River basin management is highly complicated as it addresses a complex social–ecological system. It consists of a large area that crosses many administrative borders, it involves different stakeholder’s views on the problem and its solutions, and knowledge about the river basin system is uncertain and fragmented. Many problems in the river basin are of the unstructured type, in which policy objectives are contested and high uncertainty exists. Collaborative knowledge production is especially suited to establish the connection between science and policy for this type of problem. From boundary spanning theory, it is argued that collaborative knowledge production requires (a) sound process management (boundary spanning process), (b) people in both worlds that are willing to cross the boundaries (‘boundary spanners’) and (c) production of joint knowledge objects for instance a model, a map or joint paper (boundary objects).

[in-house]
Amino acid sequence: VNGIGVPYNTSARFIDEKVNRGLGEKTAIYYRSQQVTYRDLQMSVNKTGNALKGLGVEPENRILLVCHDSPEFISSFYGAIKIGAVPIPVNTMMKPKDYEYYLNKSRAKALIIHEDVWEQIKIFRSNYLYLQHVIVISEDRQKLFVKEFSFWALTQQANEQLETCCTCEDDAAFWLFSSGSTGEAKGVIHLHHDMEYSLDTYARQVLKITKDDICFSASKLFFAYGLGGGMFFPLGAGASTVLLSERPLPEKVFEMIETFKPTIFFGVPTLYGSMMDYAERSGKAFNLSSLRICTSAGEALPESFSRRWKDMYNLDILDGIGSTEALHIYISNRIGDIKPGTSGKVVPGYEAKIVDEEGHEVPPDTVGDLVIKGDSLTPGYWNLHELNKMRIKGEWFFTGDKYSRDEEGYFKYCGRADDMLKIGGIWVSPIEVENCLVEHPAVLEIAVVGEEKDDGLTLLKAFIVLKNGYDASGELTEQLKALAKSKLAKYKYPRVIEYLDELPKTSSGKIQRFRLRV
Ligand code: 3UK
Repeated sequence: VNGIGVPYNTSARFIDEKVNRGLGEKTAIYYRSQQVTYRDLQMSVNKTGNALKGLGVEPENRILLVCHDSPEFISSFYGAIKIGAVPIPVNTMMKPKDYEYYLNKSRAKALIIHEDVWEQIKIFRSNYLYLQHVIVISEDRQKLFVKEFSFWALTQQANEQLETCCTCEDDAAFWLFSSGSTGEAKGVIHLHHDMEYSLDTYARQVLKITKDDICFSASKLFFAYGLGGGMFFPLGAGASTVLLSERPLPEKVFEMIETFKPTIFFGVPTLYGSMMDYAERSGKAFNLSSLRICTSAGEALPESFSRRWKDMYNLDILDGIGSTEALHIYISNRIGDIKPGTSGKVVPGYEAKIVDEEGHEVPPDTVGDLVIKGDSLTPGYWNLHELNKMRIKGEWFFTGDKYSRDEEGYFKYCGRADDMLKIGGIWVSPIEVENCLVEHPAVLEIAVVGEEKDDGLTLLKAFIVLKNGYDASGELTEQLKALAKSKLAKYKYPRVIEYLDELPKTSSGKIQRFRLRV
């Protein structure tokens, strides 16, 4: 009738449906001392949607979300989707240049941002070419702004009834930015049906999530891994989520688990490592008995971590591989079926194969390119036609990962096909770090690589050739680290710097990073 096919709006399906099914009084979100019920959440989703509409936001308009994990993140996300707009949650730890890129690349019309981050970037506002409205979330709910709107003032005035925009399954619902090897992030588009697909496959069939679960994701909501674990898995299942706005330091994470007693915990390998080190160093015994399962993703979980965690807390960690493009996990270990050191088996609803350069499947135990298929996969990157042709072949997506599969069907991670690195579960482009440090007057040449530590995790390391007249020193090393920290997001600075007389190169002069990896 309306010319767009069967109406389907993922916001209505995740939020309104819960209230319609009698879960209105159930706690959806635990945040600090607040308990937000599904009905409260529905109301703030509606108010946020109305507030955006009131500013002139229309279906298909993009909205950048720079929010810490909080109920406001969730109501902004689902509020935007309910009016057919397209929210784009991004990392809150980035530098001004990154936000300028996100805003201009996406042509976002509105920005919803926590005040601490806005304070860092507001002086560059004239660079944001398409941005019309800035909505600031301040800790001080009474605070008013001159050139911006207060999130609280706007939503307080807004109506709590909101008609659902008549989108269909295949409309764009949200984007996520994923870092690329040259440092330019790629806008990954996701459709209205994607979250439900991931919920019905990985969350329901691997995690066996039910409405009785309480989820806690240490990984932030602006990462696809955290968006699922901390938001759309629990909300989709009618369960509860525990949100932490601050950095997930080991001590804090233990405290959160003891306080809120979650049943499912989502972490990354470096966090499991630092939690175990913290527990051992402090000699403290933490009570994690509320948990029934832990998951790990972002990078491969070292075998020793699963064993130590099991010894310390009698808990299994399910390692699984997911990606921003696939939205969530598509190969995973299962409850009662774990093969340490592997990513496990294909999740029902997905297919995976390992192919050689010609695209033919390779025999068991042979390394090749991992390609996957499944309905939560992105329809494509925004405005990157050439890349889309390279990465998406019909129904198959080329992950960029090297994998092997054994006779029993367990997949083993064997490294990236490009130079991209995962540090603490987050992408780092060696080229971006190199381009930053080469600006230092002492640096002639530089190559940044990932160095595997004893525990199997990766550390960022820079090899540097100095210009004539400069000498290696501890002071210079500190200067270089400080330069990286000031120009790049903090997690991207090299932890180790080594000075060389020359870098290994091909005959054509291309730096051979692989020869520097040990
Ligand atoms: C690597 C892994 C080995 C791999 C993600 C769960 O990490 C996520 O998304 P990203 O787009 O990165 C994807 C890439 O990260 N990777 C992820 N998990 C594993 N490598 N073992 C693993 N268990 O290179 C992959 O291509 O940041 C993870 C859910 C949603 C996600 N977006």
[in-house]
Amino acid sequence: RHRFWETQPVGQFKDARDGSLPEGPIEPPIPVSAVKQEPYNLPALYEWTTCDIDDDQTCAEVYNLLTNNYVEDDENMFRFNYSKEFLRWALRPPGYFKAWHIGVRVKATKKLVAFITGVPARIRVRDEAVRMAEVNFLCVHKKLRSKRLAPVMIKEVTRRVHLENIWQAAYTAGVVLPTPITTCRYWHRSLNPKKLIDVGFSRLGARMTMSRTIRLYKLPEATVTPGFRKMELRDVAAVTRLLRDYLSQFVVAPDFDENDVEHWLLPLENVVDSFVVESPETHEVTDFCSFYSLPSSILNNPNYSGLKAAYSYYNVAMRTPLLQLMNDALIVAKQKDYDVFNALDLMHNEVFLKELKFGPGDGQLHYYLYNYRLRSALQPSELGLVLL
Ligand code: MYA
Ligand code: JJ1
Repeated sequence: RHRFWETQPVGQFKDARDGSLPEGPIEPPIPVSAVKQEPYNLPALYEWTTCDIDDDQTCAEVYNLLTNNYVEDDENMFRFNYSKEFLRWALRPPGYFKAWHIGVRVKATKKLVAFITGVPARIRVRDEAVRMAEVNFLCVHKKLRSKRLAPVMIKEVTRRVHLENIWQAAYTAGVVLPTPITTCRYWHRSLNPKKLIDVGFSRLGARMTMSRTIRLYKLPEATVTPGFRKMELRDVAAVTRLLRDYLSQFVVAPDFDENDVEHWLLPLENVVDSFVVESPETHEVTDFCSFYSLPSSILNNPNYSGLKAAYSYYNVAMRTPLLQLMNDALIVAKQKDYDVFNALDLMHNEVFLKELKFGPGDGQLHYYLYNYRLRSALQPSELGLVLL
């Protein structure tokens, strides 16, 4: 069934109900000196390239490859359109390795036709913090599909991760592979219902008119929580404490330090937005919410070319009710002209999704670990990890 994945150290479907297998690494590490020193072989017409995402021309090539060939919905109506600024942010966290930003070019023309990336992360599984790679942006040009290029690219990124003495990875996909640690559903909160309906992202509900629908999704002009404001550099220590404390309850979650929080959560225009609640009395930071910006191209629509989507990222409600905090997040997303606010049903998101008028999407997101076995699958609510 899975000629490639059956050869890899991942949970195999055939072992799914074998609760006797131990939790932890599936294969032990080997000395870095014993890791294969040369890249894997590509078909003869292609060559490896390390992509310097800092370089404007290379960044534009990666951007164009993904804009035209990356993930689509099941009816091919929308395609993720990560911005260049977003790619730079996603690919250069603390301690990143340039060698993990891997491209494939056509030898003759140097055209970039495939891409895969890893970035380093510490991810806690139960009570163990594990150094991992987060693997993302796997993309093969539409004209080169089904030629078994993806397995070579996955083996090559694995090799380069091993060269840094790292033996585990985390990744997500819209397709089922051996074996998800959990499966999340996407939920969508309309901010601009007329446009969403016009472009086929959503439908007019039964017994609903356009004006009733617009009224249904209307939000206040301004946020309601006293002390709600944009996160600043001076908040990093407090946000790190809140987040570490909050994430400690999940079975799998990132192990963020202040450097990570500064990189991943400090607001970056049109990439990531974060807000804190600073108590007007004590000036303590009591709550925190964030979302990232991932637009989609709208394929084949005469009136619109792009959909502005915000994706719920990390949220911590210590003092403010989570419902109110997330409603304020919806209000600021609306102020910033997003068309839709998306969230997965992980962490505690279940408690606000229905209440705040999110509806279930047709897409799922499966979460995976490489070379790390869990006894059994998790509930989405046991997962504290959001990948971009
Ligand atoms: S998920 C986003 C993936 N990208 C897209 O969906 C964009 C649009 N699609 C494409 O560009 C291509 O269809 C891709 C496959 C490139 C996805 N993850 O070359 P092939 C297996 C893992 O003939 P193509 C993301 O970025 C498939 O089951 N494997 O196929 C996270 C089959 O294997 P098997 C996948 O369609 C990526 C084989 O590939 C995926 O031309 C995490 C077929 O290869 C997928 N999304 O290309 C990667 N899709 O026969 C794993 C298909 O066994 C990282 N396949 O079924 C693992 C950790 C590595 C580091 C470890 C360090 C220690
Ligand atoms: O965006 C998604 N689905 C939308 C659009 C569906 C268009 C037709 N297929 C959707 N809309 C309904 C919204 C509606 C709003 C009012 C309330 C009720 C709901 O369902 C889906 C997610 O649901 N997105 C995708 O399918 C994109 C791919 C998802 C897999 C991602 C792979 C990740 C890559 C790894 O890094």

In river basin management roughly four groups with different roles and dynamics can be discerned: (1) scientists from various scientific backgrounds, (2) stakeholders with different interests, (3) policymakers from different policy sectors and (4) politicians from different political parties. This implicates multiple boundaries not only between these groups but also within these groups. In two case studies (both complex research projects), the ‘science–science’ boundary and the ‘science–policy’ boundary are explored. From these cases it is recommended that specific boundary spanning processes should be designed and facilitated by professionals who have preferably an education or training in mediation or process management. ‘Boundary spanners’ are the people who can act at both sides of the boundary, either as a scientist or as a policymaker. They should know both ‘worlds’ very well.